The Romantic Survival: A Study in Poetic Evolution

By John Bayley | Go to book overview

CHAPTER II
Prose or Poetry

IT IS arguable that the novelists rather than the poets of the nineteenth century are the real beneficiaries of the great Romantic endowment. Certainly the novel, and not the long poem, was to become the dominant literary form of the century, and the novel went on to success in a field in which poetry virtually ceased to compete--the relationship between the individual imagination and the problems and complications of society. Those who deplore the plight of contemporary poetry often ignore the fact that many of the former functions of the poet have been taken over by the novelist: the change is simply one of form.

Nor would Coleridge and Wordsworth, who always refused to make any qualitative distinction between prose and poetry, have been disconcerted by this change, one imagines. The technical requirements made verse more exacting, that was all, and the forms and technique of verse were not equal to the immense expansion of the imagination into regions which it would take prose fiction to settle and colonise. If their Romantic responsibilities were a source of difficulty and inhibition to many Victorian poets, they were to novelists like George Eliot a challenge and a joy. And the mechanism of the novel gave ample scope for dealing with them. But in verse the Romantics developed no new form; they drew heavily on the eighteenth century and on Milton,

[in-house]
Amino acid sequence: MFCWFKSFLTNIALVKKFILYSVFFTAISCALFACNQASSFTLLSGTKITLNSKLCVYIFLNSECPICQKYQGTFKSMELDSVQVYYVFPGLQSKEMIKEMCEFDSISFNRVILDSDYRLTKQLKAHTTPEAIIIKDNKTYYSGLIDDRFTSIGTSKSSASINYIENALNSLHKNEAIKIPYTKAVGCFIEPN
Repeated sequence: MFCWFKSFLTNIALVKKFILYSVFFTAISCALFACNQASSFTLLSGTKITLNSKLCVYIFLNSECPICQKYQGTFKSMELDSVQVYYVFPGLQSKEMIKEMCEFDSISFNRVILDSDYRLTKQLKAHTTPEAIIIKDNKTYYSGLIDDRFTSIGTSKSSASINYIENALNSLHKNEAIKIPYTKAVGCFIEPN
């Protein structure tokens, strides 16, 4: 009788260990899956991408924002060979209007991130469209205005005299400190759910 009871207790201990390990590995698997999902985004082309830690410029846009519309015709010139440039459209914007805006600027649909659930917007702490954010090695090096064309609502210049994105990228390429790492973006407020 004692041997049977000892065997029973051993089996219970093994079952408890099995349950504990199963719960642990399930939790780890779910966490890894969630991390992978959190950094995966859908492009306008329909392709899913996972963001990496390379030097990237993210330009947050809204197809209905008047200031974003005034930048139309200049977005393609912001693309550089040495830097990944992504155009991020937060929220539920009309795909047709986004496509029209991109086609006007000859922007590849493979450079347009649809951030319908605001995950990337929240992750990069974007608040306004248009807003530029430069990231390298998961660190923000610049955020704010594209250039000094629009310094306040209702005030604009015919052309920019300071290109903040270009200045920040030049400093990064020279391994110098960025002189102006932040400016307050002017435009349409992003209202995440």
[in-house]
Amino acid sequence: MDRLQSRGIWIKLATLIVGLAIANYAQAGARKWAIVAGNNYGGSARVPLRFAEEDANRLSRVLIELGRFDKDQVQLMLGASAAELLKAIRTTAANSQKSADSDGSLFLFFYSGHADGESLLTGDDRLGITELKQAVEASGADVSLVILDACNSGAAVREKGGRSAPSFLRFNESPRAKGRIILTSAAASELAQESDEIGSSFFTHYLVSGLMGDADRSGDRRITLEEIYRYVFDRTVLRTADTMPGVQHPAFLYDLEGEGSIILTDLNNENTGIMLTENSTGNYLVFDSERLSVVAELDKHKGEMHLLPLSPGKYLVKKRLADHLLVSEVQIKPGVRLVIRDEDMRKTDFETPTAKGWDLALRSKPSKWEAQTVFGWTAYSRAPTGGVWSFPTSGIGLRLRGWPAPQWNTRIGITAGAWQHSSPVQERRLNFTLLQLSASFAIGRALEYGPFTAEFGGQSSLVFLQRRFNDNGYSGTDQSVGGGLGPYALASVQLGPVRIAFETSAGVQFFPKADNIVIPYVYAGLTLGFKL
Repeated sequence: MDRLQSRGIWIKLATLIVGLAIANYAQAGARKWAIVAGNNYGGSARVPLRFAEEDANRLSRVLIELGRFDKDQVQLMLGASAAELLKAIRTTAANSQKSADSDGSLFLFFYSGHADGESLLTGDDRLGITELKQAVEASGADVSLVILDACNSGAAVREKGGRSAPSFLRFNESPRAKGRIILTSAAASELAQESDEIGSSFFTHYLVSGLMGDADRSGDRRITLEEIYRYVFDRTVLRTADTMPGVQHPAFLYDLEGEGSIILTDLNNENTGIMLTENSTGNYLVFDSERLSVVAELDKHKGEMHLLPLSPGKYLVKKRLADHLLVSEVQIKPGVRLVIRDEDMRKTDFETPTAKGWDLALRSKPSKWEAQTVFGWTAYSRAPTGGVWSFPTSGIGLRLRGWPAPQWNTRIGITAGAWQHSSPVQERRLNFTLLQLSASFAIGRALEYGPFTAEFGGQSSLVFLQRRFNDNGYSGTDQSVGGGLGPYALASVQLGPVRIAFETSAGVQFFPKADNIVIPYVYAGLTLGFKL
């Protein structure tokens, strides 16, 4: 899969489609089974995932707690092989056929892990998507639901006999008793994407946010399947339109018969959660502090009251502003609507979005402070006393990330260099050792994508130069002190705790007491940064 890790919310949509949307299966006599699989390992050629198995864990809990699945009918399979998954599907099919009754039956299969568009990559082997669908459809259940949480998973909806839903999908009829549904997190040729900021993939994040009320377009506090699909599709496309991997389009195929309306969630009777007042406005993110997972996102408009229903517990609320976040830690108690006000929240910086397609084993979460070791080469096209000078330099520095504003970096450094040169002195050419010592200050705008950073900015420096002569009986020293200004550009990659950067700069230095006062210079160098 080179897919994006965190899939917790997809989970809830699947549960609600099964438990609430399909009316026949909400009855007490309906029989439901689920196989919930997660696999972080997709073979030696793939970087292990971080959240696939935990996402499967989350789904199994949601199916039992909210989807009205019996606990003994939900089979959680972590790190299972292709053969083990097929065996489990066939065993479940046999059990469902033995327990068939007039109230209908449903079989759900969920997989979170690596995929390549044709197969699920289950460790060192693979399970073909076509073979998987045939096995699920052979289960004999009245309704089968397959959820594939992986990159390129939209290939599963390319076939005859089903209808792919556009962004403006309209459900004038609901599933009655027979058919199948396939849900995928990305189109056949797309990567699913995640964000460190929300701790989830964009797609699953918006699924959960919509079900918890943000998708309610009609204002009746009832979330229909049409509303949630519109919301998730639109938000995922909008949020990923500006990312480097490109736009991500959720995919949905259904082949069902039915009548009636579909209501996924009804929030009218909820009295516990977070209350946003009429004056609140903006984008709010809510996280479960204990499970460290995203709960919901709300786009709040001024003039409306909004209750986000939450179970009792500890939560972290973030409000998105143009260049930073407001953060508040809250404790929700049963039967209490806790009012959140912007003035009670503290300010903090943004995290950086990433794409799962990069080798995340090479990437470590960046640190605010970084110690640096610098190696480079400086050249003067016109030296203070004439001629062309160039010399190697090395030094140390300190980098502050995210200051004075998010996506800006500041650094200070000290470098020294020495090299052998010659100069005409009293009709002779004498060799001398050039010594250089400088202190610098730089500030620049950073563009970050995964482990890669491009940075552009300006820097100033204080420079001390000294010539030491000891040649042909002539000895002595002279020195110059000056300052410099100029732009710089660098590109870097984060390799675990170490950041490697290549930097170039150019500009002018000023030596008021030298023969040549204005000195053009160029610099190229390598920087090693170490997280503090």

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The Romantic Survival: A Study in Poetic Evolution
Table of contents

Table of contents

  • Title Page iii
  • Contents v
  • Acknowledgements vii
  • Part One- The Romantic Dilemmas 1
  • Chapter I- Annex or Survive? 3
  • Chapter II- Prose or Poetry 15
  • Chapter III- Romance or Reality? 24
  • Chapter IV- The World or the Mind? 41
  • Chapter V- Romantic or Classic? 49
  • Chapter VI- Organisation or Dispossession? 59
  • Chapter VII- Ghost or Machine? 67
  • Part Two- The Romantic Survival 75
  • Chapter VIII- W. B. Yeats 77
  • Chapter IX- W. H. Auden 127
  • Chapter X- Dylan Thomas 186
  • Index 229
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